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Springdale • A constellation of red hotel vacancy lights twinkled Tuesday night in Springdale, flashing blindly at empty streets and tourists who never materialized after the federal government shutdown.

Sitting immediately outside Zion National Park, Springdale's tourist economy normally thrives through the beginning of November. But after political stalemate led to a shutdown of the federal government Oct. 1, the visitors began drying up.

"It was like someone turned off a faucet," said Kim Bingham, an employee at the outdoor supply shop Zion Outfitter.

Bingham's only company in the shop Wednesday was row after row of unused hiking shoes and a cluster of rider-less bicycles. The shop normally bustles in early October — a time Bingham described as the season's last "hurrah" during fall break — but none of the trickle of bus tourists wandered in Wednesday morning after being turned away at the park's chain-locked gate.

Bingham said she knows some people have ventured into the park, opting to try to avoid the rangers who are patrolling to keeping tourists out. She said people who get caught have their name and photograph taken by the rangers, though more severe penalties are yet to be determined. Bingham also had a "souvenir" under her desk: an orange sticker threatening to tow the car of a friend who parked in the Zion lot.

Zion Outfitter will likely pull through the shutdown, thanks to a good summer, Bingham said, but she added that the financial losses were reverberating throughout the community.

"It's not ever slow like this, even in January when we're pretty much dead."

Down the street, Zion Park Motel owner Alma Young had only eight of her 23 rooms filled Tuesday night. Between Oct. 1 and Wednesday morning, she had 43 cancellations, more than 30 of which happened this week.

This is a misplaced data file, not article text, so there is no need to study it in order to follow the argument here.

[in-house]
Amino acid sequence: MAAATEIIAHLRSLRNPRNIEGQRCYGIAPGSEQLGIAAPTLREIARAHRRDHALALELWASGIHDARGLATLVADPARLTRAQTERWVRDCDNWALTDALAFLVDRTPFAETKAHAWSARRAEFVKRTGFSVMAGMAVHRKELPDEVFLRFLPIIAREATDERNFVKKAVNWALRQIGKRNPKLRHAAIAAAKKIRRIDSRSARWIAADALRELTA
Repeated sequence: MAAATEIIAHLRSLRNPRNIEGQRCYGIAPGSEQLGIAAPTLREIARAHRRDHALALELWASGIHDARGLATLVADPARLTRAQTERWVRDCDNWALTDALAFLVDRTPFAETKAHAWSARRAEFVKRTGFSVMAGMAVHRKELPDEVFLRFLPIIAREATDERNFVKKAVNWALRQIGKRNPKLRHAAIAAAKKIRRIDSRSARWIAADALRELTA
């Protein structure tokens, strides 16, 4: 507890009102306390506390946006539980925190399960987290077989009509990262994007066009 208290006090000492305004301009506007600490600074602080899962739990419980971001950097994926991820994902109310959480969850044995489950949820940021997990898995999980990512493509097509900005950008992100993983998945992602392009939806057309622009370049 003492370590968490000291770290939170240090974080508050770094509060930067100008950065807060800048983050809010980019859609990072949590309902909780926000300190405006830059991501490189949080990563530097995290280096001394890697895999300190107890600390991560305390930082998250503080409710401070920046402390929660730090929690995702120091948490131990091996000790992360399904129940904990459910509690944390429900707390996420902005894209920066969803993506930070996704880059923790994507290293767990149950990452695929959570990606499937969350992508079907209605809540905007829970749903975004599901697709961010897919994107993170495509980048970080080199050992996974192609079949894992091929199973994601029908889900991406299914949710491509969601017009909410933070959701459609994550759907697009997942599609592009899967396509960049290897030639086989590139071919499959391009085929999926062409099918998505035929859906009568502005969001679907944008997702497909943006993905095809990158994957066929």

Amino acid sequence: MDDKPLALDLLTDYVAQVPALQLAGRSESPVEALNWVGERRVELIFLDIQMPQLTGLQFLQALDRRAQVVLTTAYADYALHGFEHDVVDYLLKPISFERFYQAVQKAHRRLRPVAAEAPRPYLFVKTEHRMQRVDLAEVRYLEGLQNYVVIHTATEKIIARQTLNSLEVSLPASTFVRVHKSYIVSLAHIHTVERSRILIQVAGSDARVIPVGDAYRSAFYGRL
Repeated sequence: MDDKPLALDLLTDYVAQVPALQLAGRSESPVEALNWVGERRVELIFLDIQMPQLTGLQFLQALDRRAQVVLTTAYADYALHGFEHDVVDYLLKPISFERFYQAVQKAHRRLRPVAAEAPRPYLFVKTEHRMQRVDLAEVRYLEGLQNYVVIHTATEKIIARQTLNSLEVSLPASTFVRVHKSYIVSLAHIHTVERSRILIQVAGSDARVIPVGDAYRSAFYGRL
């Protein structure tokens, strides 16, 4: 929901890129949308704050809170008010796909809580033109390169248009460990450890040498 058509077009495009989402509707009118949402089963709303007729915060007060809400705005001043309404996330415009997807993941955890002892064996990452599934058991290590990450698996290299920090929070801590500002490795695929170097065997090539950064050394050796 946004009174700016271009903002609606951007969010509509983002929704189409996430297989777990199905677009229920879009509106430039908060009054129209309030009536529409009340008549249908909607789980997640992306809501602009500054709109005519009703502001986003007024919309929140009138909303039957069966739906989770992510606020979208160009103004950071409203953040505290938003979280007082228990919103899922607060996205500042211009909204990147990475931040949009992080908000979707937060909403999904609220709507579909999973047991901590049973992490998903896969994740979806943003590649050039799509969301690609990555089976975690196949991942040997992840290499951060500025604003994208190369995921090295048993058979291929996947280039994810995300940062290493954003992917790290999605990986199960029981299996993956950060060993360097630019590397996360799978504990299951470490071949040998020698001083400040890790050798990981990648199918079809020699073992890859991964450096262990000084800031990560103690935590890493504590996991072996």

While Young was describing the turmoil the shutdown was causing, the phone rang and employee Sharon Felton answered. When the call ended, Felton stood and announced the 44th cancelation, holding up a small piece of paper with the tally of losses.

Young and her family have run the motel — which occupies one of the most central locations in Springdale — since 1972. She couldn't recall any other time when business was so bad at this time of year and added that the situation is particularly difficult because it trickles down to all of her employees.

"It snowballs," she said, "because housekeepers don't have enough rooms to clean."

Despite the empty streets and vacant hotel rooms, some tourists Wednesday were still trying to make the most of their visit to the American West. Barry and Donna Rice of Chicago were members of a bus tour of the region and showed up at locked gates of Zion National Park late in the morning. They shuffled slowly across the bridge leading into the park with the rest of their group, but had to settle for pictures of themselves standing in front a large "Do Not Enter" sign.

"It's like a shot in the head with a sledgehammer," Barry Rice said of being turned away.

As the tourists returned to their bus and headed for a state park, Winnie Lemyre of New Jersey expressed hope that the state governors would step in and open the parks. For Lemyre, however, even that solution wouldn't reverse what turned out to the disappointment of a lifetime.

"All my life I've wanted to come, and now I have," she said as she wistfully gazed up as the red cliffs behind the locked gate.

To help visitors who come to Springdale during the shutdown, the IMAX theater — which shows both educational and mainstream films — set up an information booth in lobby. Pamphlets and handouts were spread across a table Wednesday, pointing visitors to state parks and hiking trails that remain open. Theater host Brandon Robinson said response to the booth has been positive, with many visitors coming in to pick up information.

The shutdown also has had a curious impact on the theater; Robinson said that it actually is doing more business than usual, presumably because the documentary films it shows are now the only way to see the park. According to Robinson, the theater scheduled five additional daily film screenings and employees are putting in longer hours. Still, Robinson — who works a second job at a hard-hit shop nearby — said the overall impact of the shutdown was negative."

"It sucks," he added.

The shutdown also has had unanticipated positive impacts on other parts of the town. Michael Evenson, who sells art at LaFave Gallery, said Monday and Tuesday were surprisingly busy, which he speculated was a result of people having little else to do in Springdale.

But outside the gallery, the town remained eerily quiet. Tuesday night, Darrell Voss stood outside the lobby of his hotel, looking down the empty street. Voss, who was in town for the Red Bull Rampage mountain-biking competition, said he has been coming to Springdale for years and has never seen it so empty. And like many of the tourists and locals, Voss said he was frustrated that he couldn't actually visit a place that was supposedly owned by the public.

"It's disappointing," he said, "to see public lands not open to the public."

Twitter: @jimmycdii